Since creating work at the Worboys Productions Theatre Farm Retreat we’ve been developing ‘Ugly Duckling & Other Tales’ at the Bike Shed Theatre’s Unit Space in Exeter. We had a lot to think about after the feedback we received on the farm and we got straight to work. On Saturday we reworked on the opening section of the show and then presented our work to Emily Souter Johnson, The Bike Shed’s Framework Producer who gave us some great ideas for how to make the piece even more relevant for young audiences. It’s been fantastic to work with Emily at the Bike Shed to receive feedback on our work and support as artists to develop new work, with freedom to experiment without fear of failure.
Sunday saw us working with our Dramaturg, India Isaac who, once again, focused on making sure the piece was working for our target age group. Firstly, we showed India the opening of the piece so she could gather the tone of the piece. From here, we discussed how we could introduce improvisation to the audience from the first scene of the piece. Then, we worked through the Old Lady scene and George improvised different scenarios in under the direction of India. This was really useful and gave a new energy to the scene, which we were struggling to find. We then proceeded to work through the piece, tightening movement and character intentions- something we were struggling to do without an inside eye. India wanted us to put more fun and playfulness into the performance so we experimented with different scenarios as a trio of performers. We specifically wanted to work with India on this project due to her experience in working with our target age group 3-7 and her experience in devising new theatre for this age. It was great having her in the rehearsal room as she added some elements to the performance that will appeal to this audience especially. Yoy can hear more about her experience and see George playing with some of our puppets here:
Today we’ve been consolidating the feedback we’ve received and checking-in with how the current show relates to our original aims for the project. We’ve been experimenting with the use of technology to make a more specific reference to the effects of Instagram culture on young people’s body image and the ever-growing threat of cyber-bullying. This involved us using mobile phones during the ‘Wild Birds’ scene, which added a lovely effect to the scene and really brings it up to date. We’ve also been working on the overall look of the piece to bring a more coherent image to the world we’re presenting. George now has a fantastic costume (a very dashing dungarees) and Emily and I are experimenting with wearing denim, which adds to the farm-yard image of the piece. We’ll be showing our work-in-progress at the Unit on South Street in Exeter on Wednesday at 2.30pm. Please do send us a message if you’re free and we hope to see many of you there!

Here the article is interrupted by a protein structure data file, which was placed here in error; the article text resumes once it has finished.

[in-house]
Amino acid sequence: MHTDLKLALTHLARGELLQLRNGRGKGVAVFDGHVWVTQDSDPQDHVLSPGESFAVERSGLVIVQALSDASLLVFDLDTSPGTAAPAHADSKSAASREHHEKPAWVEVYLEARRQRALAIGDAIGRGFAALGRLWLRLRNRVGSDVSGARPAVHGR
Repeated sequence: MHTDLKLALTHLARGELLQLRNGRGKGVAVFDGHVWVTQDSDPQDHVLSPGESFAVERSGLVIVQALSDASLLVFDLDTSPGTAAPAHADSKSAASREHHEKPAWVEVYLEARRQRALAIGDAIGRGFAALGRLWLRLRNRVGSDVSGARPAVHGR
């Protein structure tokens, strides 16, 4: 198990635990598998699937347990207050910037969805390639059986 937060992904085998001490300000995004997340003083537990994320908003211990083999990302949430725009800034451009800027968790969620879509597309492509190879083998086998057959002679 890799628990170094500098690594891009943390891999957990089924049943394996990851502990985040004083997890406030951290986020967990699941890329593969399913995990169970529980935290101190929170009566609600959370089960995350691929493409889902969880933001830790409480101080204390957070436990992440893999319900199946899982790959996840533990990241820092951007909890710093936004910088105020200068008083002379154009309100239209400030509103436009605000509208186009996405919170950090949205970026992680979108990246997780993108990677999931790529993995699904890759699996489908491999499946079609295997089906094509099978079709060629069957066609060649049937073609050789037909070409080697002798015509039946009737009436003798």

Alas! Already our time on the Worboys Productions Theatre Farm Retreat draws to a close, but the last few days have been super productive! We spent the day time devising new material, Emily composing songs based on our given brief and George and I improvising and devising scenes based on the original Hans Christian Anderson text. Once we’d come up with an idea that we thought might work, we would then write this into the poem and decide which sections would be in rhyme and which would be in narration. When we’d devised a scene, we’d then come back together with Emily and put the music to the on-stage action, working out where best to have the music.
We followed this process until we reached the end of the story, then we started the task of connecting all of the scenes we had made together. This was a tricky task, as some of the scene changes, especially with regard to the puppetry, were complicated. After several hours smoothing out the knots, we’d come up with a good system, and what felt like a piece! We got to work rehearsing the material in preparation for our first work in progress showing, which was today.
It was really useful for us to have an outside eye during the work in progress showing and to receive some feedback on the project. The response was really positive, which was lovely to hear and encouraging for the week of devising ahead. The most difficult thing George and I have found during the process is who we are as storytellers and now we fit into the overall framework. There were suggestions for all three of us to interact together more and this is something we will start to do on Saturday in the Bike Shed space. It was lovely to hear that the puppets played well and were liked by the audience. Also the amount of different types of puppetry that feature in the show were well received, with many of the scene changes noted as smooth (all the hard work paid off there).
So where do we go from here? We will access in detail all of the notes given and try to find solutions to some of the problems we have encountered. We will work on character in more depth and hone in on some of our puppetry skills.
After a productive and positive start, we are so excited for the week ahead. Massive thanks go to Sam Worboys and the Worboys Productions Theatre Farm Retreat for having us back to develop our work. It really is a brilliant place to focus without distraction, surrounded by gorgeous countryside.
Take a look at our Twitter for further updates and don’t forget, we have a shadow puppetry workshop taking place on the 5th August at the Exeter Phoenix as part of the Unpacked Children’s theatre festival. Tickets available from: http://bit.ly/298xpEZ
Thanks for reading,
The Ugly Duckling & Other Tales R&D is a project supported by the National Lottery through Arts Council England, with project partnership from Worboys Productions and the Bike Shed Theatre, Exeter.